Summer visitors on the beach, Seaside Heights, New Jersey (Steve Greer)
As a tourism and lifestyle photographer my job is to create imagery to make NJ look its best. Much of what draws folks to the Garden State starts with great photos of our pristine beaches, world-famous boardwalks and the lively nightlife in the coastal resort towns.
Ocean City, New Jersey (Steve Greer)
Hurricane Sandy hit New Jersey hard and transitioning from emergency relief to recovery and rebuilding is going to be nothing short of epic. The dramatic aerial photos of the coastline devastation is heartbreaking to look at.
Jersey Atlantic Wind Farm and Waste Water Treatment Plant, Atlantic City, New Jersey (Steve Greer)
Many of the iconic amusement parks, arcades, restaurants, boardwalks, and homes I’ve photographed over the years are either damaged or completely destroyed. It will take time, but better days are ahead.
Amusement Theme Park, on the beach, Wildwood, New Jersey (Steve Greer)
Sailing the calm summer ocean and back bays, feeling the “sugar sand” between your toes, attending kite-flying festivals, and being thrilled on one of the many amusement pier rides will return.
To see more aerial photos of the New Jersey coastline visit my website
Last year at this time I received an assignment from New Jersey Monthly magazine to photograph the fall landscapes and festivals throughout NJ. My job was to produce beauty photos highlighting the best the state has to offer in the autumn. Much of 2012 October print and web issue was going to be devoted to the subject.
The shoot list was extensive, taking me to several picturesque locations. Because so much of it was weather dependent, I had to be ready to move quickly when the clouds parted and hope the leaves would still be on the trees.
This also meant scoping out locations for sun angles, and making arrangements with shop owners and festival organizers. There was no budget for models, so everyone shown are all enthusiastic locals and friends.
This project gave me an opportunity to hike the mountain peaks in the Delaware Water Gap, travel the horse country in Chester and Far Hills, bike through much of the Raritan Canal State Park, and walk the historically significant towns and landmarks in Sergeantsville, Rosemont, Frenchtown, Stockton, Lambertville, and Titusville.
I’ve been waiting almost a year to show the results.
Located in the heart of Trenton, the New Jersey State House is history come alive. It is the nation’s second oldest capitol in continuous use, the first being in Maryland
Its rotunda and145-foot dome was an essential keystone image for my latest book entitled
“Our New Jersey”
Because I wanted maximum depth of field to capture all the details in the foreground and the background, I dialed in an aperture of f/16. And being pressed so close to the sheer size of the space, I needed a 16mm wide angle lens. With my ISO set at 100, my faithful light meter advised me the sensor required a 15 sec. exposure. Ok, break out the sturdy tripod with a cable release, and be thankful for the unshakable solid marble floor.
All under the watchful eye of Abraham Lincoln’s bronze statue, sitting squarely in the center of the rotunda, it’s a wonderful introduction on your way to the gallery to watch the New Jersey Senators, Assemblymen, and Governors making the laws of the state.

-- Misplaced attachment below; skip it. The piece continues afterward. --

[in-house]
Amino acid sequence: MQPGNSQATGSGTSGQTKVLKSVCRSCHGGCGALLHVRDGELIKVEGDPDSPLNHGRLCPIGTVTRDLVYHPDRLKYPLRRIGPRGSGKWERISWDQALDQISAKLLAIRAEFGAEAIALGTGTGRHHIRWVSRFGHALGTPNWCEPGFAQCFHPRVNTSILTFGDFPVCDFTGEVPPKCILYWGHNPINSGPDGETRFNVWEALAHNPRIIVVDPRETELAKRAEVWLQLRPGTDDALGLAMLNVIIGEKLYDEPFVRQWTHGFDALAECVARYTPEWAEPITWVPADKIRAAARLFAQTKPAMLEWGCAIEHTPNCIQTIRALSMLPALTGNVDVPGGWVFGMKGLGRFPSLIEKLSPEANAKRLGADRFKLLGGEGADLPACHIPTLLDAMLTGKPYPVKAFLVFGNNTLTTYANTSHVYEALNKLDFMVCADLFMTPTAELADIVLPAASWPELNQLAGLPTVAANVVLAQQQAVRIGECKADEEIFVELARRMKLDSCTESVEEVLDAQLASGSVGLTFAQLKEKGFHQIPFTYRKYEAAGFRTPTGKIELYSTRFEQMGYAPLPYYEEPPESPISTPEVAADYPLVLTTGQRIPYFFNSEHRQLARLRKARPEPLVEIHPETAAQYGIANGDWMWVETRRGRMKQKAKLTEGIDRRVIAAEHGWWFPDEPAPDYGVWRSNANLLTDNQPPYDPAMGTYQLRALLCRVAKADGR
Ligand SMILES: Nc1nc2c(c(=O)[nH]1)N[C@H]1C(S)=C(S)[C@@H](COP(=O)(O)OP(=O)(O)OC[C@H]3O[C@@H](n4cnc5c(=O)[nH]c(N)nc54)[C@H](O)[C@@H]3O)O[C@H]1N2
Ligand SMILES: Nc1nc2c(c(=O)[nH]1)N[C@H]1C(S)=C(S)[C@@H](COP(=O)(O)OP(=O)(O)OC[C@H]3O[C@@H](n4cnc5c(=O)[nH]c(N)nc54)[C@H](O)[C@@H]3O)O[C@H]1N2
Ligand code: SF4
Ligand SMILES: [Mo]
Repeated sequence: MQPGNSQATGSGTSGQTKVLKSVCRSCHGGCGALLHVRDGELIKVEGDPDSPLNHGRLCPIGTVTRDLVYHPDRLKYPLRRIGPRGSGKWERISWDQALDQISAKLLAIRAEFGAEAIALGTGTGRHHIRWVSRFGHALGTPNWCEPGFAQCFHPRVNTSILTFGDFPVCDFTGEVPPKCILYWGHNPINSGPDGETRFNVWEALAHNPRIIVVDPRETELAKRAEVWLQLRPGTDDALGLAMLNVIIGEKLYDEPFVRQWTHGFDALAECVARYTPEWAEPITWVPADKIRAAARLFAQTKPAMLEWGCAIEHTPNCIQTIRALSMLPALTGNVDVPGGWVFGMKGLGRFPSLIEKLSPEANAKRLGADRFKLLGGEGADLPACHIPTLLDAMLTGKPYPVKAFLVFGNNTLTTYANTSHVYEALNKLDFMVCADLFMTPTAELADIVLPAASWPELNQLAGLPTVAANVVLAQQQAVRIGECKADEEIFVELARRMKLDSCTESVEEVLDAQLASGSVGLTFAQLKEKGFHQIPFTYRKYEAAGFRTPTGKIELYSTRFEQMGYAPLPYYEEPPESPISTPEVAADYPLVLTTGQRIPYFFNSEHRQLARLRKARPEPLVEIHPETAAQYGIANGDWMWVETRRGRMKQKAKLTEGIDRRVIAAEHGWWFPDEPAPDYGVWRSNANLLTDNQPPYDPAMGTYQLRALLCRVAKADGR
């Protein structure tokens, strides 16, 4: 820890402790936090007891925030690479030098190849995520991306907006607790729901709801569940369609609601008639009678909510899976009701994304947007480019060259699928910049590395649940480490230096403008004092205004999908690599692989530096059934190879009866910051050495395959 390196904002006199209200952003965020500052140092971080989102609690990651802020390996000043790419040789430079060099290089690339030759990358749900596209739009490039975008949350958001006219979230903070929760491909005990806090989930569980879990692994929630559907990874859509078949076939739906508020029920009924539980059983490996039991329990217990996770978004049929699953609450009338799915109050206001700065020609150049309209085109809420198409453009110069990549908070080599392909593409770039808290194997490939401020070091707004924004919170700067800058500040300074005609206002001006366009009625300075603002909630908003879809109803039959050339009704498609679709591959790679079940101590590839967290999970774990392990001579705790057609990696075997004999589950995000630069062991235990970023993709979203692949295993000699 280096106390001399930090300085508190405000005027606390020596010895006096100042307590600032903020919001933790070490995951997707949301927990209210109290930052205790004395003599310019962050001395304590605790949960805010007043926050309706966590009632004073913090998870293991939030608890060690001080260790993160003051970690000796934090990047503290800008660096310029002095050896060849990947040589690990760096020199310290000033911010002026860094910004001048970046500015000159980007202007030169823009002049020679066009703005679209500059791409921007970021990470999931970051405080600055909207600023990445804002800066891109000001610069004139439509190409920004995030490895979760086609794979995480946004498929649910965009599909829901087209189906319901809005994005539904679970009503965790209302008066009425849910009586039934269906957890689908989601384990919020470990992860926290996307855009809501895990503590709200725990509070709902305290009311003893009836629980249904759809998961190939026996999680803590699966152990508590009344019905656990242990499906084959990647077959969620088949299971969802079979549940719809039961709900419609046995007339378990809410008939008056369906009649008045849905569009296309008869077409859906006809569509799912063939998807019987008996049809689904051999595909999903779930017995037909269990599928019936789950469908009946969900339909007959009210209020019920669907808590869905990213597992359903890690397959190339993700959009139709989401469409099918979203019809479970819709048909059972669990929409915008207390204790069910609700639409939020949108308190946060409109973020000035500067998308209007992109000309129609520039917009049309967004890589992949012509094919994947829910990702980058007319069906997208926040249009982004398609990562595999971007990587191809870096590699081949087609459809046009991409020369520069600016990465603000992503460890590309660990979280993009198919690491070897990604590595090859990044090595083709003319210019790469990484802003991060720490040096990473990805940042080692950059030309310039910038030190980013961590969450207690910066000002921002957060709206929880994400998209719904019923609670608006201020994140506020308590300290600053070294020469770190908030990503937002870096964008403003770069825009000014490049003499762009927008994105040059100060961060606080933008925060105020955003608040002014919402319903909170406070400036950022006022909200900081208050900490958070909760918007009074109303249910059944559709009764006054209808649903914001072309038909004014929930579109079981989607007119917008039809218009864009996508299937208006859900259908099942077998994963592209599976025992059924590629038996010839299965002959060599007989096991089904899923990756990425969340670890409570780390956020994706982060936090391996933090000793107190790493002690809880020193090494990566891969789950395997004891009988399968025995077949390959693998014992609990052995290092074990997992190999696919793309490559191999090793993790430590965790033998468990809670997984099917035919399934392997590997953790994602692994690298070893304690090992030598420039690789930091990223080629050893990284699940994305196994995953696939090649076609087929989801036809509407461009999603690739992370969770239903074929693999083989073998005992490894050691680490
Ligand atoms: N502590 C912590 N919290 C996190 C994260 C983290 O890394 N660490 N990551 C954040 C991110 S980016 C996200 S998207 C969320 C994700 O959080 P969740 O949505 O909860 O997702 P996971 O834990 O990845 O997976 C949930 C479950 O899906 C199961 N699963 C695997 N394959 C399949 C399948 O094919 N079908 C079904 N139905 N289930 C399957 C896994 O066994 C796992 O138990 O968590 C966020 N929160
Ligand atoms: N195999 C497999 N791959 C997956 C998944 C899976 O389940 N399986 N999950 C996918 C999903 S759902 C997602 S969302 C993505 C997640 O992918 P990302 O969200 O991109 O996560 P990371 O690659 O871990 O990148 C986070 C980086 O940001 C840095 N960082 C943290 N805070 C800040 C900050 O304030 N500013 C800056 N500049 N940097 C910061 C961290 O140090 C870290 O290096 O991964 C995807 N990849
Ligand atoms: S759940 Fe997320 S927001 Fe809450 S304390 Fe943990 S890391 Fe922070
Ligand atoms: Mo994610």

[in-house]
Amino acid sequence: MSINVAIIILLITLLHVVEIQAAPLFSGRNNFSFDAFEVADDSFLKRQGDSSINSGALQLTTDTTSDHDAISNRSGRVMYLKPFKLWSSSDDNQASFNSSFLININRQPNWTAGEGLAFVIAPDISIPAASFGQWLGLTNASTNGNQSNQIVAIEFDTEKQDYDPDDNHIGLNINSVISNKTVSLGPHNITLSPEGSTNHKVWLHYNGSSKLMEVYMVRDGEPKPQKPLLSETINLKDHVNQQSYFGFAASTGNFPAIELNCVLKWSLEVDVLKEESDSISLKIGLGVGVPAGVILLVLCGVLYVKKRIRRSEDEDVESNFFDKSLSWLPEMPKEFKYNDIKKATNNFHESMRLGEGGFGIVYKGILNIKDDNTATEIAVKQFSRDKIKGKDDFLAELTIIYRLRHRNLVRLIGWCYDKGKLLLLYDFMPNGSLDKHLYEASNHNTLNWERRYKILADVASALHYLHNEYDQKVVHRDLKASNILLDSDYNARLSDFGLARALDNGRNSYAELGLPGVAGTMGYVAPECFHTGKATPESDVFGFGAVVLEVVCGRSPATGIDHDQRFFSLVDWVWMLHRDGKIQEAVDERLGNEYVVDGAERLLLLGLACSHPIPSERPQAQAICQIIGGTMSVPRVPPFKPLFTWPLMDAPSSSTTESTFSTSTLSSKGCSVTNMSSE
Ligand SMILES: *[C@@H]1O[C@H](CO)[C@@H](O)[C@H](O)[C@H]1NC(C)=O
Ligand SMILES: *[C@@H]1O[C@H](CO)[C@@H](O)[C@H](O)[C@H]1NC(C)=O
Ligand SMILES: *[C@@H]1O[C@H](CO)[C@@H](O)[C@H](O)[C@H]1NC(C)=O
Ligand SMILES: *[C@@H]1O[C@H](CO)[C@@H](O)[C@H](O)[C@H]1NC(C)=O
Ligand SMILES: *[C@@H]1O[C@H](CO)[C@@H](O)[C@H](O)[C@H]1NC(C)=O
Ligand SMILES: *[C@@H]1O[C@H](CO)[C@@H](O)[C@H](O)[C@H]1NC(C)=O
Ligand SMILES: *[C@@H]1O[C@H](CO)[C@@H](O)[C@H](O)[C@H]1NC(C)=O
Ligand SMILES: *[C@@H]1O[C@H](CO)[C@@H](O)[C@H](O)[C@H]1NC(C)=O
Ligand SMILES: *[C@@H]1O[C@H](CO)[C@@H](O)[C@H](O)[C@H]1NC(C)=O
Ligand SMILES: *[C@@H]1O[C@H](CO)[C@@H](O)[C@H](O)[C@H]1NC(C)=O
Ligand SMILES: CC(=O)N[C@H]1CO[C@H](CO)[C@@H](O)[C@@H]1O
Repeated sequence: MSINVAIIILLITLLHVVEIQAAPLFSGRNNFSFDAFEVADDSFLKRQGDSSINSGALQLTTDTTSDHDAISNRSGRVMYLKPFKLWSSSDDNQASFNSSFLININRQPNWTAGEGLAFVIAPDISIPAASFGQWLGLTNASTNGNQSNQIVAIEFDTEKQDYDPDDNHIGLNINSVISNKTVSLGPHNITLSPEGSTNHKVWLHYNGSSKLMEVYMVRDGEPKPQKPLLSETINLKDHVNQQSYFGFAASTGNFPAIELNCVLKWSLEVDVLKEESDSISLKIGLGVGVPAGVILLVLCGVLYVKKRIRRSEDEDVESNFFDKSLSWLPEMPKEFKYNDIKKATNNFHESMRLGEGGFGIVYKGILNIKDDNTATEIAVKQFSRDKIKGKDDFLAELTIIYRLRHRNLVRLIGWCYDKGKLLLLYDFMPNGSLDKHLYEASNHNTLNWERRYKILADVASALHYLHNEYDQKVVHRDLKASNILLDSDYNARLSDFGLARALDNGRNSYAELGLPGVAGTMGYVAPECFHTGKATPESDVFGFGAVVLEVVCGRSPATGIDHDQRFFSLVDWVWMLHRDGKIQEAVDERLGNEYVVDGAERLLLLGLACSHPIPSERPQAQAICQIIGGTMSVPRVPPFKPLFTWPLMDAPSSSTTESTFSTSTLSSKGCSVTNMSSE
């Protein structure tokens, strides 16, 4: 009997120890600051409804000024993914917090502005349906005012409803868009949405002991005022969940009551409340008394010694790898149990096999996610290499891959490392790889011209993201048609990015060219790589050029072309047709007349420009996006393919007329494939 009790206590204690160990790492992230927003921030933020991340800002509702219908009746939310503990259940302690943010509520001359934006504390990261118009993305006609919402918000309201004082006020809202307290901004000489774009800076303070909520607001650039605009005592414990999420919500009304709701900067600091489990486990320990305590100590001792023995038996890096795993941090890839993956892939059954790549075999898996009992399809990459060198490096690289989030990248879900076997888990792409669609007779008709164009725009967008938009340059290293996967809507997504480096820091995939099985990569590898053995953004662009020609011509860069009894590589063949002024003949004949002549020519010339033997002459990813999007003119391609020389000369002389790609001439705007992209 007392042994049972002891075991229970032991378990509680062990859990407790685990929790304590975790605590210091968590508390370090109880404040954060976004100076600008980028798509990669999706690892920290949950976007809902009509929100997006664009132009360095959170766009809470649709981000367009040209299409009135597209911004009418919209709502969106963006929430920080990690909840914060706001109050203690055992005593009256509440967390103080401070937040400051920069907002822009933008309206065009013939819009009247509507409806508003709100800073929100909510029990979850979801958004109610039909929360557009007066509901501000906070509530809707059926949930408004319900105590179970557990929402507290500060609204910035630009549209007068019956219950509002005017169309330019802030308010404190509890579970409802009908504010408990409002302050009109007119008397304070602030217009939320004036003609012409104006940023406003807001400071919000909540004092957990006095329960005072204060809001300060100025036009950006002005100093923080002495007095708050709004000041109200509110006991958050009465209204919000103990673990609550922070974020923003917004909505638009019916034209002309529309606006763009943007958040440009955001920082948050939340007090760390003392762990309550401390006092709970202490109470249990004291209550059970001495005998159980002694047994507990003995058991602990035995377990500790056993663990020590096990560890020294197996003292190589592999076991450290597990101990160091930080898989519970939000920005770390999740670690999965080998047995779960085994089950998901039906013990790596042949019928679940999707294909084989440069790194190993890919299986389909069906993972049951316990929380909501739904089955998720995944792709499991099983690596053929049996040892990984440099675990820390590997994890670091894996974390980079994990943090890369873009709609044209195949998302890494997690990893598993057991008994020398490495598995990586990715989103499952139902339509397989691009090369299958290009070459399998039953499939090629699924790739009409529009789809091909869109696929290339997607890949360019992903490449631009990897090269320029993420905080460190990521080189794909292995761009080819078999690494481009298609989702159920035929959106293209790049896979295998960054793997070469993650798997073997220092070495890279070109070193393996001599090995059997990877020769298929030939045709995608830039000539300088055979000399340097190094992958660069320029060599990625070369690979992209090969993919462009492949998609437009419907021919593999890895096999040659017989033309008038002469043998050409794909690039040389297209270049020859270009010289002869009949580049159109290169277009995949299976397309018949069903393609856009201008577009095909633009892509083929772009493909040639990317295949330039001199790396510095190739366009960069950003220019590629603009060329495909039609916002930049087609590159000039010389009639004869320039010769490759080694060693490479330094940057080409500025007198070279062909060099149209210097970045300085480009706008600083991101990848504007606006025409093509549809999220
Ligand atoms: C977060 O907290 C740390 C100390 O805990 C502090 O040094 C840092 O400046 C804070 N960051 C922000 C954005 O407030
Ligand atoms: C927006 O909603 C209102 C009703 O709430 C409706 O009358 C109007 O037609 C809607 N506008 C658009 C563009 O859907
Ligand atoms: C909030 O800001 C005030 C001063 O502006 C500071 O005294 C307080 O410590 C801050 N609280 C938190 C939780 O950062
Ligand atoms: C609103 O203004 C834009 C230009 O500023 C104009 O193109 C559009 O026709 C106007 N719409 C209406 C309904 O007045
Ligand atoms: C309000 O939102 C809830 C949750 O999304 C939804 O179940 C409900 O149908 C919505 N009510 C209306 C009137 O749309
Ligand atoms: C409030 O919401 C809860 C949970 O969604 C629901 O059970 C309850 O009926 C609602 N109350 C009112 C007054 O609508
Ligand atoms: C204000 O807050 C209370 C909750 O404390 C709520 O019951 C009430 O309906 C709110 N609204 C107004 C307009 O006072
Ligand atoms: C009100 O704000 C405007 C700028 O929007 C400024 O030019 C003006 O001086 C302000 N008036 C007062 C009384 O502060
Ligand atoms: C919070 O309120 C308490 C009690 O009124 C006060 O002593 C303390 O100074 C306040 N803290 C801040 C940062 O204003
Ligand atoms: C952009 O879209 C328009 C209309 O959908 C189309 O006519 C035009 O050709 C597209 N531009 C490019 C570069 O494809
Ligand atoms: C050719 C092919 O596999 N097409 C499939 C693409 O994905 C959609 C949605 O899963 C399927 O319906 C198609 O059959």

Side note: In 1999, the dome was covered with 48,000 pieces of gold leaf. Each piece of gold leaf cost $1.00 and was paid for with money raised by New Jersey school kids through the “Dimes for the Dome” program. As a thank you for their contributions, the dome stands in honor of New Jersey children.
For more image of the State House visit my website
New Jersey A.J. Tallship Meerwald
For my latest pictorial book “Our New Jersey” I had the privilege to photograph a true state treasure, the A.J. Meerwald. It was an opportunity to join the crew and experience what it is like to sail on the high seas of the Delaware Bay in an authentically restored 115 foot, 65 ton, 1928 oyster schooner.
Being a true landlubber through and through, the challenges of photographing on a rolling ship proved difficult. Thankfully Captain Jesse kept a close eye on me as I grabbed for the main sail between pictures.
His crew are enthusiastic caretakers who proudly display their incredible skill of turning the ship on a dime, all to the whims of a demanding photographer. For more of my images aboard visit my site
For anyone wanting to sail back in time to the turn of the century, I would highly recommend you weigh anchor and journey to a place where the shipbuilding industry in South Jersey was once a mainstay of the local economy.
A little history:
The Meerwald was one of hundreds of Delaware Bay schooners that worked the region’s oyster industry. She is listed on the National and New Jersey Register of Historic Places, and in 1998, Governor Christine Todd Whitman signed a bill officially declaring her New Jersey’s Tall Ship.
The ship was built by Charles H. Stowman & Sons in South Jersey specifically for dredging oysters from the shallow Delaware Bay. It’s new role as an educator, the Meerwald sets sail seven days a week to instruct school children and adults on the culture, maritime history, rich natural resources and environmental challenges of New Jersey’s coastal waters.
The future of the Estuary is in the hands of our young people. The Bayshore Discovery Project creates a legacy of stewardship through diverse, intellectually vigorous education programs. For more information, visit http://www.ajmeerwald.org/